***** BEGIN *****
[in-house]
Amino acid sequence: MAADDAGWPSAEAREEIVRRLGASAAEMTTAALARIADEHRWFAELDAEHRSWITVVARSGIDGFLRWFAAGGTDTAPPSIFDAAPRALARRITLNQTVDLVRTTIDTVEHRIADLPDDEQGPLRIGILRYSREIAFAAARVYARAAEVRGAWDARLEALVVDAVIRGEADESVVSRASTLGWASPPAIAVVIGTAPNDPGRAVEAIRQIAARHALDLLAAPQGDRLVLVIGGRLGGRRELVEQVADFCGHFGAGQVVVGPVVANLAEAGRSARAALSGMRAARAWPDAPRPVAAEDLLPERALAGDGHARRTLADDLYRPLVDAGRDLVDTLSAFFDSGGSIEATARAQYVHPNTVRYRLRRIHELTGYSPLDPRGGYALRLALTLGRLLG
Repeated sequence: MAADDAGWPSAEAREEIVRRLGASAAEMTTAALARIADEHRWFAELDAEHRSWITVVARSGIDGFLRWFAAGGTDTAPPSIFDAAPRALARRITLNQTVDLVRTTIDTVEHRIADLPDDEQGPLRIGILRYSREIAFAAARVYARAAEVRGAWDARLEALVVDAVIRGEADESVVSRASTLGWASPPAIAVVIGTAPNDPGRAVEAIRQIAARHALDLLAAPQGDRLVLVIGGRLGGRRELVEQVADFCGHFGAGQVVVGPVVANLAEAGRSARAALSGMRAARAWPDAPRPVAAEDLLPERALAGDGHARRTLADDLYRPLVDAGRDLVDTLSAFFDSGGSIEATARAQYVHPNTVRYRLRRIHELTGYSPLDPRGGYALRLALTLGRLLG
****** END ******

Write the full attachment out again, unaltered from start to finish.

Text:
[in-house]
Amino acid sequence: MAADDAGWPSAEAREEIVRRLGASAAEMTTAALARIADEHRWFAELDAEHRSWITVVARSGIDGFLRWFAAGGTDTAPPSIFDAAPRALARRITLNQTVDLVRTTIDTVEHRIADLPDDEQGPLRIGILRYSREIAFAAARVYARAAEVRGAWDARLEALVVDAVIRGEADESVVSRASTLGWASPPAIAVVIGTAPNDPGRAVEAIRQIAARHALDLLAAPQGDRLVLVIGGRLGGRRELVEQVADFCGHFGAGQVVVGPVVANLAEAGRSARAALSGMRAARAWPDAPRPVAAEDLLPERALAGDGHARRTLADDLYRPLVDAGRDLVDTLSAFFDSGGSIEATARAQYVHPNTVRYRLRRIHELTGYSPLDPRGGYALRLALTLGRLLG
Repeated sequence: MAADDAGWPSAEAREEIVRRLGASAAEMTTAALARIADEHRWFAELDAEHRSWITVVARSGIDGFLRWFAAGGTDTAPPSIFDAAPRALARRITLNQTVDLVRTTIDTVEHRIADLPDDEQGPLRIGILRYSREIAFAAARVYARAAEVRGAWDARLEALVVDAVIRGEADESVVSRASTLGWASPPAIAVVIGTAPNDPGRAVEAIRQIAARHALDLLAAPQGDRLVLVIGGRLGGRRELVEQVADFCGHFGAGQVVVGPVVANLAEAGRSARAALSGMRAARAWPDAPRPVAAEDLLPERALAGDGHARRTLADDLYRPLVDAGRDLVDTLSAFFDSGGSIEATARAQYVHPNTVRYRLRRIHELTGYSPLDPRGGYALRLALTLGRLLG